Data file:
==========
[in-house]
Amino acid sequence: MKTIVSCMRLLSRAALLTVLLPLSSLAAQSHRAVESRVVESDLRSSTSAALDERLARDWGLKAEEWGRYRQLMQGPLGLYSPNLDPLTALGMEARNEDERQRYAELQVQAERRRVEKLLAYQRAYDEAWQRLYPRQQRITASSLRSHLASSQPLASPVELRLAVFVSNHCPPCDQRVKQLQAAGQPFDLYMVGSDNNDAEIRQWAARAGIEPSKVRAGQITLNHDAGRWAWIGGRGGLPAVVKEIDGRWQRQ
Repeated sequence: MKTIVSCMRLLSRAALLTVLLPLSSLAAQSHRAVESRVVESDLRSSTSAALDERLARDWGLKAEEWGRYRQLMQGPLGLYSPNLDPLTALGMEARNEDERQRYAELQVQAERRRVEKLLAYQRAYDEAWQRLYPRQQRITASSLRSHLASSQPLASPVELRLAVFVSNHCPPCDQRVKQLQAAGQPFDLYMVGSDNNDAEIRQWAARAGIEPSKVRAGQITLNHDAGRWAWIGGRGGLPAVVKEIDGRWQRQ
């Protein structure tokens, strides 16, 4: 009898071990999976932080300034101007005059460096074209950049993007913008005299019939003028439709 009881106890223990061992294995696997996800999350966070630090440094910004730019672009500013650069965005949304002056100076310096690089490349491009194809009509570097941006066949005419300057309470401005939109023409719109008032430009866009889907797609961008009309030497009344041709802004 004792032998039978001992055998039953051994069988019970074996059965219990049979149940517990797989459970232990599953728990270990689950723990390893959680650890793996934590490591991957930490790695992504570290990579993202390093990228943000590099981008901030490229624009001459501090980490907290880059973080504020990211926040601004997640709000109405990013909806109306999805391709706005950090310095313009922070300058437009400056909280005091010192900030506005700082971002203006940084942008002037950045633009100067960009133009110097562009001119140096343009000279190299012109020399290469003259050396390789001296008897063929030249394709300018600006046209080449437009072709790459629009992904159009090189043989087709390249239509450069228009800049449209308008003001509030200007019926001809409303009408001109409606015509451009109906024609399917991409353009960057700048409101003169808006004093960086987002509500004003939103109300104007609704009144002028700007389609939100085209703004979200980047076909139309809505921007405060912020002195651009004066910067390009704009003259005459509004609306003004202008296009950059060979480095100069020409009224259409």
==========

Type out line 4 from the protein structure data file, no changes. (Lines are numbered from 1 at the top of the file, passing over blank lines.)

């Protein structure tokens, strides 16, 4: 009898071990999976932080300034101007005059460096074209950049993007913008005299019939003028439709 009881106890223990061992294995696997996800999350966070630090440094910004730019672009500013650069965005949304002056100076310096690089490349491009194809009509570097941006066949005419300057309470401005939109023409719109008032430009866009889907797609961008009309030497009344041709802004 004792032998039978001992055998039953051994069988019970074996059965219990049979149940517990797989459970232990599953728990270990689950723990390893959680650890793996934590490591991957930490790695992504570290990579993202390093990228943000590099981008901030490229624009001459501090980490907290880059973080504020990211926040601004997640709000109405990013909806109306999805391709706005950090310095313009922070300058437009400056909280005091010192900030506005700082971002203006940084942008002037950045633009100067960009133009110097562009001119140096343009000279190299012109020399290469003259050396390789001296008897063929030249394709300018600006046209080449437009072709790459629009992904159009090189043989087709390249239509450069228009800049449209308008003001509030200007019926001809409303009408001109409606015509451009109906024609399917991409353009960057700048409101003169808006004093960086987002509500004003939103109300104007609704009144002028700007389609939100085209703004979200980047076909139309809505921007405060912020002195651009004066910067390009704009003259005459509004609306003004202008296009950059060979480095100069020409009224259409």